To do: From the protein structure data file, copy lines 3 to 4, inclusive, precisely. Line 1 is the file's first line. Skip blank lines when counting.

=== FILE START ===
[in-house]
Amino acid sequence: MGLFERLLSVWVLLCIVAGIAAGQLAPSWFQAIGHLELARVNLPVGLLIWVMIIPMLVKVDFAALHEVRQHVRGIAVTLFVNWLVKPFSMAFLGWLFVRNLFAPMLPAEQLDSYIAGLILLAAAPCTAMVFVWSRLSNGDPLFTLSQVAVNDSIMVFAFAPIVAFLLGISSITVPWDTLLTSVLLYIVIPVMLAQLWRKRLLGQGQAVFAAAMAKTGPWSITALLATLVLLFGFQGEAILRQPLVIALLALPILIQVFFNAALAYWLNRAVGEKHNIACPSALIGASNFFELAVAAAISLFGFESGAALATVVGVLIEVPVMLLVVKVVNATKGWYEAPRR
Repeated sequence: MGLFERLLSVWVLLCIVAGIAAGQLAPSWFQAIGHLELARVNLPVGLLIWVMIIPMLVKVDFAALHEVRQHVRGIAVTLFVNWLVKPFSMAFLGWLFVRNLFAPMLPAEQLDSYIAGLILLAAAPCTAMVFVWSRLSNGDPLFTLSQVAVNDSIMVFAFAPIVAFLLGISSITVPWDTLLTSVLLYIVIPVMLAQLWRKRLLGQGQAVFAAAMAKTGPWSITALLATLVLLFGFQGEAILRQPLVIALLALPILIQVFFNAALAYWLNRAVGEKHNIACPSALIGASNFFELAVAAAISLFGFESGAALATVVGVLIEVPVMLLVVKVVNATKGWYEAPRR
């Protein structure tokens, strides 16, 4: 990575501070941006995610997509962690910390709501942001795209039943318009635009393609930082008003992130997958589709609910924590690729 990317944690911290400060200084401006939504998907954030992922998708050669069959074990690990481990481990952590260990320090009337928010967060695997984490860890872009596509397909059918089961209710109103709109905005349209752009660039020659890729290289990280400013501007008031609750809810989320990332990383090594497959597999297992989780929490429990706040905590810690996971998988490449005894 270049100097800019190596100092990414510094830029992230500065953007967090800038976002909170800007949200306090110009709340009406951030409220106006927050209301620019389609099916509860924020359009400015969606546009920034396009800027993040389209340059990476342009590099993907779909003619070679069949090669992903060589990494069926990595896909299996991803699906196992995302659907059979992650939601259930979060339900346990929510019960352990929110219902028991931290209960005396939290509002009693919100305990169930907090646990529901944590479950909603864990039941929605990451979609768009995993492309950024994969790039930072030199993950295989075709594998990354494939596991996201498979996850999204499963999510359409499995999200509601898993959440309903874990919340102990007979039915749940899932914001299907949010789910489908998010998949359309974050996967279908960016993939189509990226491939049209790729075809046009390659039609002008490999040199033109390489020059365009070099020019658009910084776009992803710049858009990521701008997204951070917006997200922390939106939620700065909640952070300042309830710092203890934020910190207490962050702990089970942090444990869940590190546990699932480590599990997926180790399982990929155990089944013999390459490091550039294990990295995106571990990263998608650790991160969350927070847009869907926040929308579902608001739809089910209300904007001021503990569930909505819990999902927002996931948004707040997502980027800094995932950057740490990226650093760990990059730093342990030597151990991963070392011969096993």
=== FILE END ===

Repeated sequence: MGLFERLLSVWVLLCIVAGIAAGQLAPSWFQAIGHLELARVNLPVGLLIWVMIIPMLVKVDFAALHEVRQHVRGIAVTLFVNWLVKPFSMAFLGWLFVRNLFAPMLPAEQLDSYIAGLILLAAAPCTAMVFVWSRLSNGDPLFTLSQVAVNDSIMVFAFAPIVAFLLGISSITVPWDTLLTSVLLYIVIPVMLAQLWRKRLLGQGQAVFAAAMAKTGPWSITALLATLVLLFGFQGEAILRQPLVIALLALPILIQVFFNAALAYWLNRAVGEKHNIACPSALIGASNFFELAVAAAISLFGFESGAALATVVGVLIEVPVMLLVVKVVNATKGWYEAPRR
């Protein structure tokens, strides 16, 4: 990575501070941006995610997509962690910390709501942001795209039943318009635009393609930082008003992130997958589709609910924590690729 990317944690911290400060200084401006939504998907954030992922998708050669069959074990690990481990481990952590260990320090009337928010967060695997984490860890872009596509397909059918089961209710109103709109905005349209752009660039020659890729290289990280400013501007008031609750809810989320990332990383090594497959597999297992989780929490429990706040905590810690996971998988490449005894 270049100097800019190596100092990414510094830029992230500065953007967090800038976002909170800007949200306090110009709340009406951030409220106006927050209301620019389609099916509860924020359009400015969606546009920034396009800027993040389209340059990476342009590099993907779909003619070679069949090669992903060589990494069926990595896909299996991803699906196992995302659907059979992650939601259930979060339900346990929510019960352990929110219902028991931290209960005396939290509002009693919100305990169930907090646990529901944590479950909603864990039941929605990451979609768009995993492309950024994969790039930072030199993950295989075709594998990354494939596991996201498979996850999204499963999510359409499995999200509601898993959440309903874990919340102990007979039915749940899932914001299907949010789910489908998010998949359309974050996967279908960016993939189509990226491939049209790729075809046009390659039609002008490999040199033109390489020059365009070099020019658009910084776009992803710049858009990521701008997204951070917006997200922390939106939620700065909640952070300042309830710092203890934020910190207490962050702990089970942090444990869940590190546990699932480590599990997926180790399982990929155990089944013999390459490091550039294990990295995106571990990263998608650790991160969350927070847009869907926040929308579902608001739809089910209300904007001021503990569930909505819990999902927002996931948004707040997502980027800094995932950057740490990226650093760990990059730093342990030597151990991963070392011969096993």